4.2. Secretome as a therapeutic strategy: conditioned media

The broad spectrum of factors secreted by the different types of MSCs is generally referred as MSC secretome. Recent data demonstrate that MSC secretome factors, collected as conditioned media (CM), are sufficient to exert the MSC therapeutic effects.

Previous studies have reported many growth factors and cytokines derived from the CM of various stem cells [1921, 8589], which could be responsible for the paracrine protective effects of stem cells against several diseases. Consequently, the use of stem cells CM instead of direct implantation of stem cells may be a feasible approach to overcome the limitations of current cell-based therapy. In addition, because CM is not a cell, but a conjugate of many growth factors, the administration of CM has no ethics concerns related with cell therapies.

However, secretomic signatures of the various types of MSC are not completely known, and the qualitative and quantitative characterization of MSC secretomes and their functions in secretome-mediated repair will contribute to the development of new regenerative therapies that will not require cell transplants [90].

Recently, the great potential of tissue engineering and regenerative medicine strategies for bone augmentation has been demonstrated, and the feasibility of using CM from MSC as an osteoinductive agent for future clinical use is becoming more evident. CM from bone marrow-MSC increased the migration and proliferation of MSCs, vascularization and the early bone regeneration in rabbit sinus model, showing CM as a promising novel therapeutic agent to promote bone regeneration after maxillary sinus floor elevation [91]. It has been shown that CM can have stronger effects than MSCs, accelerating the mobilization of endogenous endothelial and MSC cells for bone regeneration in rat calvarial bone defect model [92]. Intravenous administration of MSC-CM provided the protection of osteoblasts and osteoclasts, induced angiogenesis, anti-apoptotic and anti-inflammatory effects in a rat bisphosphonate-related osteonecrosis of the jaw-like model [93]. It has also been reported that the use of MSC-CM may be an alternative therapy for periodontal tissue regeneration [94]. CM from human MSC accelerates the formation of new bone callus, shortening the time period required for distraction osteogenesis treatment in a mouse model by recruiting endogenous mouse bone marrow stem cells (mBMSCs) and EC/EPCs via MCP-1/-3 and IL-3/-6 signaling [95].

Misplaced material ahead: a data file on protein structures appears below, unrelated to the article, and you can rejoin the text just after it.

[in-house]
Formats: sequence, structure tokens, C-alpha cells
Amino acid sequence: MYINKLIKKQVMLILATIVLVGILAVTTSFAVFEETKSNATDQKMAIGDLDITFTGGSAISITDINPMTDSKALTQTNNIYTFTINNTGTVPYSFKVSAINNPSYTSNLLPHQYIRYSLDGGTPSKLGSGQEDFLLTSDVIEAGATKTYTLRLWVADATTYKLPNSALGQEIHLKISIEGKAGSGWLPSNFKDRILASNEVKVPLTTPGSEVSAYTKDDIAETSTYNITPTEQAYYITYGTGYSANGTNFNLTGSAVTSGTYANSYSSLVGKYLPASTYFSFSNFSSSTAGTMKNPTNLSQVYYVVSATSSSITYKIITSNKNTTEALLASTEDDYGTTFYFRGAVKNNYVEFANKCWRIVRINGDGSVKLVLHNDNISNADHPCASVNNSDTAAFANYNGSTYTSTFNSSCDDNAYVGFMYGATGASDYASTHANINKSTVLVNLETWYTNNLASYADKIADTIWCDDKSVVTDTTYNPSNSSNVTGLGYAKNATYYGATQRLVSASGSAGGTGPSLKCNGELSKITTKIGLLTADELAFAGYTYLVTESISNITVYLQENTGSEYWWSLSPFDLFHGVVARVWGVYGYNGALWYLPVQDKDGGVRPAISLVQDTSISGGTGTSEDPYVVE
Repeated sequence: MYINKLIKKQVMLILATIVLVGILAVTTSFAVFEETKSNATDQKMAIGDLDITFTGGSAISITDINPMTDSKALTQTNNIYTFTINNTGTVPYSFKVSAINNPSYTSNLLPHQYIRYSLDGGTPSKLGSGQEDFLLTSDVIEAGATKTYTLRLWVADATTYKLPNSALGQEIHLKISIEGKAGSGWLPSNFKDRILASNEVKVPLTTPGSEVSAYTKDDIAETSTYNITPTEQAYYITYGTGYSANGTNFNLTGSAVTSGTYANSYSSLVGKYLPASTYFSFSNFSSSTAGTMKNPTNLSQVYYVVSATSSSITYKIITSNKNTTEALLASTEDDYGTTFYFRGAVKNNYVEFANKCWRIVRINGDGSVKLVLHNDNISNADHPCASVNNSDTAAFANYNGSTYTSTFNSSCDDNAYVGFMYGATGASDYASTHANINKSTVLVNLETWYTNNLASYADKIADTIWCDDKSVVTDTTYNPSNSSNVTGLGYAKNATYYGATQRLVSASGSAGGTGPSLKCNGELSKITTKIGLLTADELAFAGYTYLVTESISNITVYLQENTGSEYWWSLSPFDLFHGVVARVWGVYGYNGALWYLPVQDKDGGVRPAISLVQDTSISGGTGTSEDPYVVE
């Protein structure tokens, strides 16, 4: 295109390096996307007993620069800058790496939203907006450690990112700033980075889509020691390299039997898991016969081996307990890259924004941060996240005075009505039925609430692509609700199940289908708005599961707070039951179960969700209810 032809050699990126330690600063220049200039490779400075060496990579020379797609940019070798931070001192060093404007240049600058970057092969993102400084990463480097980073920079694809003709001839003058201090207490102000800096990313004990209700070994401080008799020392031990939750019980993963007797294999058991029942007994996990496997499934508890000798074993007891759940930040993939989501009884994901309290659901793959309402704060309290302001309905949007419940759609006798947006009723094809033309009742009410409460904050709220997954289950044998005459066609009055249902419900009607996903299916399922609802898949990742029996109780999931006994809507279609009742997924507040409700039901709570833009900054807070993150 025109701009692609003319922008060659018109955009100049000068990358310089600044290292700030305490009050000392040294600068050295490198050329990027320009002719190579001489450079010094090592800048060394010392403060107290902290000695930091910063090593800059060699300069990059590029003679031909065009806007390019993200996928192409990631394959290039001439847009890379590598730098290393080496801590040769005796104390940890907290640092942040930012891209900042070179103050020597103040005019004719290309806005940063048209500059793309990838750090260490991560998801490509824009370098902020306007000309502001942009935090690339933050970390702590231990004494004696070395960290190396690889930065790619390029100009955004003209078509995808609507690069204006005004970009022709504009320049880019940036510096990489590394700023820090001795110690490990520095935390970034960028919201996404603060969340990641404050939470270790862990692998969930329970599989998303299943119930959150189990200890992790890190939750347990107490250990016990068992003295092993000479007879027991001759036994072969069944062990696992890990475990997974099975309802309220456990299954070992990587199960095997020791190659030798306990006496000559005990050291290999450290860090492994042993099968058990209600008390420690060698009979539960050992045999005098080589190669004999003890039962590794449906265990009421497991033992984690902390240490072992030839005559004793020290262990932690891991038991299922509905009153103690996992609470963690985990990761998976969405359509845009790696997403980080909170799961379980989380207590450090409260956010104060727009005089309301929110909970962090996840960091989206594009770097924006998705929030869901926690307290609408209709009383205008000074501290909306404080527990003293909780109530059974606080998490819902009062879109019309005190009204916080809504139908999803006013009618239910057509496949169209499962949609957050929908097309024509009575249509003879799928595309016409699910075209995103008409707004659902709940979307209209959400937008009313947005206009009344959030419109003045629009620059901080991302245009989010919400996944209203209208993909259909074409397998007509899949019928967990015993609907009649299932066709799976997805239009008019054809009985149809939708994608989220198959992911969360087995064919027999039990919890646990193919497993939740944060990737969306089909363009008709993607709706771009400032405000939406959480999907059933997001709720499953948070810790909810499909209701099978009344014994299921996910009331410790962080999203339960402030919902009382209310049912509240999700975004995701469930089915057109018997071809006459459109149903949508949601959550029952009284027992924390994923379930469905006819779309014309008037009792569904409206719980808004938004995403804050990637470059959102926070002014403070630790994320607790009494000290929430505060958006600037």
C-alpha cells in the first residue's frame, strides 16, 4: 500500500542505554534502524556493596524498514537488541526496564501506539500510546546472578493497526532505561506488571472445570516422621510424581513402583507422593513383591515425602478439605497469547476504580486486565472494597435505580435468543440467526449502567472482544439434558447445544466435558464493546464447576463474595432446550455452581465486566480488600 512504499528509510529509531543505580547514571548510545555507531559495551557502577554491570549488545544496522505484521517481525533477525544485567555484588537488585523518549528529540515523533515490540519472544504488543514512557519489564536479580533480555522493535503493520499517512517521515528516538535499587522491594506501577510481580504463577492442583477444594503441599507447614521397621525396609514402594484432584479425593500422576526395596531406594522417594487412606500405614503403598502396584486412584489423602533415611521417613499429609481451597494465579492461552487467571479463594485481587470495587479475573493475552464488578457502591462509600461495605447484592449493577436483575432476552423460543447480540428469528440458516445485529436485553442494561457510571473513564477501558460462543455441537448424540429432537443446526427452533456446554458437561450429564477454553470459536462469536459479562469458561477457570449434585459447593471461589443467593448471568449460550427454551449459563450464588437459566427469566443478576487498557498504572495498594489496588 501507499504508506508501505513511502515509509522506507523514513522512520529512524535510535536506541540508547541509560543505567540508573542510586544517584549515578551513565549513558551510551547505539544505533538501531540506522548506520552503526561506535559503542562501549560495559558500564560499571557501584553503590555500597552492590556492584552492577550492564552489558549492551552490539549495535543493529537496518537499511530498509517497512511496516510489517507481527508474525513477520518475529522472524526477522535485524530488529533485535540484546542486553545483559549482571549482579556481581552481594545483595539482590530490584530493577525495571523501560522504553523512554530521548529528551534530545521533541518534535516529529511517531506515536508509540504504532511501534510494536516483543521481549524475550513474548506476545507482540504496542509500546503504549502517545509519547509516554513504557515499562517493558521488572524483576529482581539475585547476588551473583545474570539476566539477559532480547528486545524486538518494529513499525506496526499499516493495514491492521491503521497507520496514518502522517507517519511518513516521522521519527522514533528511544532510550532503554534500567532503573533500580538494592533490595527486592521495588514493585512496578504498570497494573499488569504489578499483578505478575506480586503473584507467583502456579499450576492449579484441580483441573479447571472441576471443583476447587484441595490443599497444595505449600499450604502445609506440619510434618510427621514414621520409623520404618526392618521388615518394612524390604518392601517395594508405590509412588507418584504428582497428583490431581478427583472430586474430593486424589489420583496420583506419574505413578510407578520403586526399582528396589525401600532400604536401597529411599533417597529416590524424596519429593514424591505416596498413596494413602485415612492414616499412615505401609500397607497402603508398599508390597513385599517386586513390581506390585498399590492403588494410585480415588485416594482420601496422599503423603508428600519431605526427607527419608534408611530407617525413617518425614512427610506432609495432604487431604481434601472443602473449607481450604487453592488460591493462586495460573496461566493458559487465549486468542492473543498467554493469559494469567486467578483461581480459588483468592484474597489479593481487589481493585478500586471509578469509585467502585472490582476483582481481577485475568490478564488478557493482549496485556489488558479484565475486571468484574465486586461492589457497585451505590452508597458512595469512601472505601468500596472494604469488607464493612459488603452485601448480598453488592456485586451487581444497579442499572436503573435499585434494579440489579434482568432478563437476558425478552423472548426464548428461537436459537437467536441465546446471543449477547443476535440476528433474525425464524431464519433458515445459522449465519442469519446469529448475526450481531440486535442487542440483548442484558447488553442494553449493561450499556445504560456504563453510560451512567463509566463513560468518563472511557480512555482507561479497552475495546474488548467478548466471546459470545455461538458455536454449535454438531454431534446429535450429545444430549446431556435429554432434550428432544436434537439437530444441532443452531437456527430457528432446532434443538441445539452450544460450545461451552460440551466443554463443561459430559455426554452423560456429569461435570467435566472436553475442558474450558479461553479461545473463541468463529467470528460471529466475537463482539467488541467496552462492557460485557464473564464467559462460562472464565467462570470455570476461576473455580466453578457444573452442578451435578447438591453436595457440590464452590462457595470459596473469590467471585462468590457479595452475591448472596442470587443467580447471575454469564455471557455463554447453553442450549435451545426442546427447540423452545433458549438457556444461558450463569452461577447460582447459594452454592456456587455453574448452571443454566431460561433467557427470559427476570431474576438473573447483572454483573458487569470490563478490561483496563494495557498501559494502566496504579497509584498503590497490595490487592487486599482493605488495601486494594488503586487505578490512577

We have also reported that human Ad-MSCs and their CM induce bone regeneration in a jaw rabbit model, and that morphometric, radiographic and histological analysis demonstrate that the amount and quality of neoformed bone, repaired area, bone density, arrangement of collagen fibers, maturation and inorganic matrix calcification are very similar between Ad-MSC and CM-treated groups [21] (Figure 3).


5. Perspectives

All the scientific evidence on the paracrine effect of MSC provide the opportunity to exploit the therapeutic potential of MSC-CM and opens up scenarios for the identification of new candidate molecules for tissue repair via proteomic analysis of the MSC secretome. MSC-CM delivers osteoinductive growth factors and cytokines that modulate the behavior of endogenous cells contributing to the formation of new tissue. Furthermore, the use of MC allows us to avoid some of the limiting factors associated with the clinical application of stem cells, such as the risk of tumorigenesis and transmission of infectious diseases [80], immunological incompatibility, costs and waiting time for cell ex vivo expansion [80].

The use of MSC-CM as a novel therapeutic strategy has several practical advantages. CM storage and transportation procedures are not as complex as they are for MSC. CM production can be less expensive, enabling access to disadvantaged populations and reducing costs for health systems.

Despite the advantages of its use, CM application may not always supersede the use of MSC, and it is possible that for some type of disorders MSC could be a more effective alternative. The number of known molecules mediating the paracrine effect of MSC grows every day, and significantly increases the potential range of their therapeutic applications.


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Written By

Orlando Chaparro and Itali Linero

Submitted: 15 October 2015 Reviewed: 16 February 2016 Published: 31 August 2016